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Camden Park

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1903–present. North side of U.S. 60, 1 mile east of Ceredo
  • (West Virginia Collection within the Carol M. Highsmith Archive, Library of Congress, Prints and Photographs Division)
  • (West Virginia Collection within the Carol M. Highsmith Archive, Library of Congress, Prints and Photographs Division)

West Virginia's largest, longest-lasting, and now only amusement park has all the thrills one could hope for, including three roller coasters, bumper cars, and a haunted house. The Camden Interstate Railway Company inaugurated the twenty-seven-acre park and named it for the major investor, Senator Johnson N. Camden of Parkersburg. Typical of amenities that turn-of-the-twentieth-century streetcar companies throughout the country provided to boost ridership, it began as a picnic grove but soon evolved into an amusement park. A prehistoric Adena mound (largest in the area and third largest in the state) provided a convenient base for the first bandstand. The first rides, installed in 1907, obtained power from the streetcar cable. The original carousel, with hand-carved wooden ponies and chariots, is a special attraction, but the most popular ride, the Big Dipper, is a wonderfully noisy frame roller coaster that dates from 1957. Camden Park survives as a fond, slightly faded, reminder of a gentler era: the family-oriented amusement park that predated the mammoth theme parks of today.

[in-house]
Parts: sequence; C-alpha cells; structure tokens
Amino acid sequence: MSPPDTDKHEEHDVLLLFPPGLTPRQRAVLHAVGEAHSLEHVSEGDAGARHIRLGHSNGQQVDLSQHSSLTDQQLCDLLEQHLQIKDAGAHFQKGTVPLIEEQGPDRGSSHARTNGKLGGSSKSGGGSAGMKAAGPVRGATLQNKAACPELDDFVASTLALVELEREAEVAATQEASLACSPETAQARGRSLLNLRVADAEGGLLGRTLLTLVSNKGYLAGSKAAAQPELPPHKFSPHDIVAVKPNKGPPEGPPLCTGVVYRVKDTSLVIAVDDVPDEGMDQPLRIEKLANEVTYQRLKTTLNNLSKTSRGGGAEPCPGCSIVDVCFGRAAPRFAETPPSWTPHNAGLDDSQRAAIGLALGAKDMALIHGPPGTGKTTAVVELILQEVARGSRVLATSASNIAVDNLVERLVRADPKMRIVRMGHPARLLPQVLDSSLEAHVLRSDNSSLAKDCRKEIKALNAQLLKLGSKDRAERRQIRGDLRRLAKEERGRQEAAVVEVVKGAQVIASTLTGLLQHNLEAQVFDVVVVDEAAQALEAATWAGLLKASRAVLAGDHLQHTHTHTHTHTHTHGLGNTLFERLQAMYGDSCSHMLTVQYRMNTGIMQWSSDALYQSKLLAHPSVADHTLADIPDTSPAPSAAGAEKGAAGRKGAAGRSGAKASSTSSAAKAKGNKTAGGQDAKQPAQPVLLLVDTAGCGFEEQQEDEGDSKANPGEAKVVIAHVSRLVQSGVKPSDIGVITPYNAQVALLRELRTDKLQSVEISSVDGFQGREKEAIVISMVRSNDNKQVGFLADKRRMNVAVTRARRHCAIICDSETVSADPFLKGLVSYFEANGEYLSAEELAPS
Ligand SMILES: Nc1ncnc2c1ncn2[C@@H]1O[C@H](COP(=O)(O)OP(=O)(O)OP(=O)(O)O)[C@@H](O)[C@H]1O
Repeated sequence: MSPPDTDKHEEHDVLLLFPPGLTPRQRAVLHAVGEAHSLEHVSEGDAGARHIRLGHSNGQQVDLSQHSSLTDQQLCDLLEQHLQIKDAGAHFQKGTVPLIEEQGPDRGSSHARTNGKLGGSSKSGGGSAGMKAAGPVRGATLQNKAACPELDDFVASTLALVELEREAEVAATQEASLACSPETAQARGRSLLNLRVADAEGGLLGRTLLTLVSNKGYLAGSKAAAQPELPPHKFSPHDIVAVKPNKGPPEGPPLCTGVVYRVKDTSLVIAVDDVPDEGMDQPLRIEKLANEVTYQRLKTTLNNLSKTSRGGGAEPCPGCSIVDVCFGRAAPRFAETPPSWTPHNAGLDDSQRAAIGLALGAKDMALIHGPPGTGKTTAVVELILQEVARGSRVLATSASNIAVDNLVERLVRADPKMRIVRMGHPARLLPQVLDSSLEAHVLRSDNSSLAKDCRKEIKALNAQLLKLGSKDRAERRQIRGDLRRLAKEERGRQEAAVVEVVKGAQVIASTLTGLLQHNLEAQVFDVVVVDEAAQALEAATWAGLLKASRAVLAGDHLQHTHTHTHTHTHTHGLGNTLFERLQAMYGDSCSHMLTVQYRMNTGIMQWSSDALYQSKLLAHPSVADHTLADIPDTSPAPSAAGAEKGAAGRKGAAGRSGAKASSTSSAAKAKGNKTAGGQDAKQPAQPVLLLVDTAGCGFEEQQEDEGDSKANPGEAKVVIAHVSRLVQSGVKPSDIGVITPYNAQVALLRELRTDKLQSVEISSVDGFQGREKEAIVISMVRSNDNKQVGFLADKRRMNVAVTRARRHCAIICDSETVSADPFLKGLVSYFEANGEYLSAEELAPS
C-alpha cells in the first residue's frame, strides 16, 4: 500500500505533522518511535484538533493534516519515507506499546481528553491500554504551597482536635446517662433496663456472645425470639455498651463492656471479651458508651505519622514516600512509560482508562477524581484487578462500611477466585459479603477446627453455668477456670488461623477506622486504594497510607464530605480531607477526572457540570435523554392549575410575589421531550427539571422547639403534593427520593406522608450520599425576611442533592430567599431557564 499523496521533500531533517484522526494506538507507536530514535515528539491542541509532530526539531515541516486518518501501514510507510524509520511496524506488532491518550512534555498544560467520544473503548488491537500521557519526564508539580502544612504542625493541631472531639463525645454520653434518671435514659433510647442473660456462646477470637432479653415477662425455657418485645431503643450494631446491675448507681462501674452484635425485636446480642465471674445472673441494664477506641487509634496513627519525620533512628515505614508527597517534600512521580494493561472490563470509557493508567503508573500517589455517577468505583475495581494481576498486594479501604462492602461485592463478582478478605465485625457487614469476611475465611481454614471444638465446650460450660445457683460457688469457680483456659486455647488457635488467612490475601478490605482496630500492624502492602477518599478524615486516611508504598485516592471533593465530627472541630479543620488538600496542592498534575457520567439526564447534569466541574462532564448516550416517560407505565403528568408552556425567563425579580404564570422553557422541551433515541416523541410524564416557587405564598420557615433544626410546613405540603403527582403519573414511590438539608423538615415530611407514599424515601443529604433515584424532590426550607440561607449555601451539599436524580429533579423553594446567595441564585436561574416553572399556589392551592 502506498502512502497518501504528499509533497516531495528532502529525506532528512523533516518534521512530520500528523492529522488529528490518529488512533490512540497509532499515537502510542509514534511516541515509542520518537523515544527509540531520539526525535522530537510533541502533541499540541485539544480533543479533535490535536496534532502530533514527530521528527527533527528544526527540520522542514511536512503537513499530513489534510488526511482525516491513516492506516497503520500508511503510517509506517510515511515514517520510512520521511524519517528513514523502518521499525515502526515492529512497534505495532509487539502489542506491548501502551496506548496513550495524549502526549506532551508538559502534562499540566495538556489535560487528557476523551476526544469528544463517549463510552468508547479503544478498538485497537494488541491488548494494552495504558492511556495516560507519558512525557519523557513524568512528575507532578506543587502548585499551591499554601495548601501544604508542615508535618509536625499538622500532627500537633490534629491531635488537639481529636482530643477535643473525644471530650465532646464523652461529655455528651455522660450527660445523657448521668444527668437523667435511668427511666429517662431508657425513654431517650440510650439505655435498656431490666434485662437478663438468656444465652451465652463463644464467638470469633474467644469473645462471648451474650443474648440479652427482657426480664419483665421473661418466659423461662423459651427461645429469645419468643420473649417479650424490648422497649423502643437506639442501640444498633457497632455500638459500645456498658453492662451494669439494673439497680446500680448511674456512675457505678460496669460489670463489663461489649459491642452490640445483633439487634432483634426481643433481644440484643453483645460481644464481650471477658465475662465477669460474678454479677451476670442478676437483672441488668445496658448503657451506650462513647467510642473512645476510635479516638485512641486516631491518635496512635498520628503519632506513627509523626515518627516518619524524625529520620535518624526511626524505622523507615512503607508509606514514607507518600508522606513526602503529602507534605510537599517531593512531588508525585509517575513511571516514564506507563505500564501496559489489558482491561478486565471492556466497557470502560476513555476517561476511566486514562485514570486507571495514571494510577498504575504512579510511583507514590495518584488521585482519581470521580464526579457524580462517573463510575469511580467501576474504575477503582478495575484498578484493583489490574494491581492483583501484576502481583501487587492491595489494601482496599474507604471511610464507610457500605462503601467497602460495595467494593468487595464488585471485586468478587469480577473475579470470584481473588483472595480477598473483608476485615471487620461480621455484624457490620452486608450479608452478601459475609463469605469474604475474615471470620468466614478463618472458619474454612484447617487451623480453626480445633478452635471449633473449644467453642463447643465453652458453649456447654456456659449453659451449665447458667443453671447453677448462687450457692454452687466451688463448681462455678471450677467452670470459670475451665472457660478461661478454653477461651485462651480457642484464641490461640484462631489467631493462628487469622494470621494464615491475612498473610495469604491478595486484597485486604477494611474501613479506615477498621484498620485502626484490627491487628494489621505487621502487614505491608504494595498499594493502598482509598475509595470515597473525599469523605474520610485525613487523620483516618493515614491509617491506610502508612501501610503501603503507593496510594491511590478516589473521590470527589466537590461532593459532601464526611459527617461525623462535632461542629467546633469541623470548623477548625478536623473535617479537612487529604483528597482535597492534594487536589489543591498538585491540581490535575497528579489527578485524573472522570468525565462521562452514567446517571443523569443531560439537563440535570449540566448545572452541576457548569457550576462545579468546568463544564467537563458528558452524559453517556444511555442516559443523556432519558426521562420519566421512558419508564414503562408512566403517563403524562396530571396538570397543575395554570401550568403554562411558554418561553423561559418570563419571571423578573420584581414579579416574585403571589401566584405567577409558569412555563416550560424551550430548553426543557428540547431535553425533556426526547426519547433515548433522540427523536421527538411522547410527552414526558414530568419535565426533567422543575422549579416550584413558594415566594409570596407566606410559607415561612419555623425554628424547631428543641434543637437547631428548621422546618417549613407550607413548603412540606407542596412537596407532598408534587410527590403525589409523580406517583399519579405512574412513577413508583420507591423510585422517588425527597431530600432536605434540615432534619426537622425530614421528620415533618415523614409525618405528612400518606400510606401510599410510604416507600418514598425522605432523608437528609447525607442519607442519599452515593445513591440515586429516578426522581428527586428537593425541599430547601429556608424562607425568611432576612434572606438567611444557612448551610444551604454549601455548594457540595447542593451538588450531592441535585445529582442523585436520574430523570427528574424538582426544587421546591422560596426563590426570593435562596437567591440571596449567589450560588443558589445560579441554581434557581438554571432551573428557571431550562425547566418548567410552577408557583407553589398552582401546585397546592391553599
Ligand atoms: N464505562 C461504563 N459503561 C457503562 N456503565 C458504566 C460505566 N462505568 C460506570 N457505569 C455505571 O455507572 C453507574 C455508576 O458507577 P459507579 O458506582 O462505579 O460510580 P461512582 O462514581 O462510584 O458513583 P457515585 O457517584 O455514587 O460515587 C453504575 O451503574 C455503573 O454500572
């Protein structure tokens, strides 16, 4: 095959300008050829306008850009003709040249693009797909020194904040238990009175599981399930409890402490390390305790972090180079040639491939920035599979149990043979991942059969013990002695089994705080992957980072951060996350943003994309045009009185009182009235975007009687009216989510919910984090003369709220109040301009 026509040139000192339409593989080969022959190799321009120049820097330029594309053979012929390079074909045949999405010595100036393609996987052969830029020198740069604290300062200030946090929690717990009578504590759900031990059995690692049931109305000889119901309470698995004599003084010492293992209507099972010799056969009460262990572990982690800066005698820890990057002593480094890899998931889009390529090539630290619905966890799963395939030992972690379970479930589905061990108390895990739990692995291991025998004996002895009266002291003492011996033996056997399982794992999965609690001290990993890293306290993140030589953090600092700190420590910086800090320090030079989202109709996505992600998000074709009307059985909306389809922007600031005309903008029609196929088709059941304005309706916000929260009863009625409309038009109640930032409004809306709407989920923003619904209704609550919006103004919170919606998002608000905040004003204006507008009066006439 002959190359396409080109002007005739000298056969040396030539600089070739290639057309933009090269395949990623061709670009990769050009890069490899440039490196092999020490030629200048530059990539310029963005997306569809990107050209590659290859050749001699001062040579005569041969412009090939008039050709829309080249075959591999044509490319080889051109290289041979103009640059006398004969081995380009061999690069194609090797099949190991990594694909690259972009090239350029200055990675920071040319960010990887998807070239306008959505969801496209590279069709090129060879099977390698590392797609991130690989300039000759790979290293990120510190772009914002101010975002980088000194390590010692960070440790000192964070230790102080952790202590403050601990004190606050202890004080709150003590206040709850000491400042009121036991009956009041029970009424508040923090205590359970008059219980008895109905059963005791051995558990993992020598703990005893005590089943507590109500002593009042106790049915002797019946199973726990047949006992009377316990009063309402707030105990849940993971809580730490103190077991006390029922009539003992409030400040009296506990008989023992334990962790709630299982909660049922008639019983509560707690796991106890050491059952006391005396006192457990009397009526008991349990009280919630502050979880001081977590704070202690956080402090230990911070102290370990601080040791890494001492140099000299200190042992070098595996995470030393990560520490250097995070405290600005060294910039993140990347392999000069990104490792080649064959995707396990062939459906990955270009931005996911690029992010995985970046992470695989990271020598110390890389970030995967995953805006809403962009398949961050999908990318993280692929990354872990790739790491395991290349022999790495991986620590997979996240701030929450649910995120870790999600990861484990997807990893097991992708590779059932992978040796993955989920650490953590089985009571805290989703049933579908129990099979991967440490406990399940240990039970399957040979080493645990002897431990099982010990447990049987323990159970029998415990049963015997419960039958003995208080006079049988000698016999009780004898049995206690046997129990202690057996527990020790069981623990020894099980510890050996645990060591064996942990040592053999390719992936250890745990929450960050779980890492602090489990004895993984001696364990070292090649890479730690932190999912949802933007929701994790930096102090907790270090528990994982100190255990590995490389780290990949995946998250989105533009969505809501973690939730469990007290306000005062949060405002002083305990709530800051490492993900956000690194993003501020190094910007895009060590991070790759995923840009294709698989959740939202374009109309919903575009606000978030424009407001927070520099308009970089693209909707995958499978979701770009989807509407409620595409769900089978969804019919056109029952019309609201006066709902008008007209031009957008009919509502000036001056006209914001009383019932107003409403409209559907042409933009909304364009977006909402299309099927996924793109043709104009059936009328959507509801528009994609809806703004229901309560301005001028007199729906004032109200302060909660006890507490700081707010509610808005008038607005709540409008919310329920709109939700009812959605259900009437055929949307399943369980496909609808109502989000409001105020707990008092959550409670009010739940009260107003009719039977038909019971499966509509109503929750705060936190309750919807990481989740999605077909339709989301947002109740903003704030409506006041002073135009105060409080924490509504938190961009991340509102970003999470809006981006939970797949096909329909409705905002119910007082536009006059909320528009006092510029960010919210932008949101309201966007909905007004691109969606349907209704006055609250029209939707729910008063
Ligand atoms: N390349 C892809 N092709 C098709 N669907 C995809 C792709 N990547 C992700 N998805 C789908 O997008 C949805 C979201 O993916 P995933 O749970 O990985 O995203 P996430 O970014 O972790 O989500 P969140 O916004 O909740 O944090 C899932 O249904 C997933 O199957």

Writing Credits

S. Allen Chambers Jr.


What's Nearby


S. Allen Chambers Jr., "Camden Park", [Huntington, West Virginia], SAH Archipedia, eds. Gabrielle Esperdy and Karen Kingsley, Charlottesville: UVaP, 2012—,

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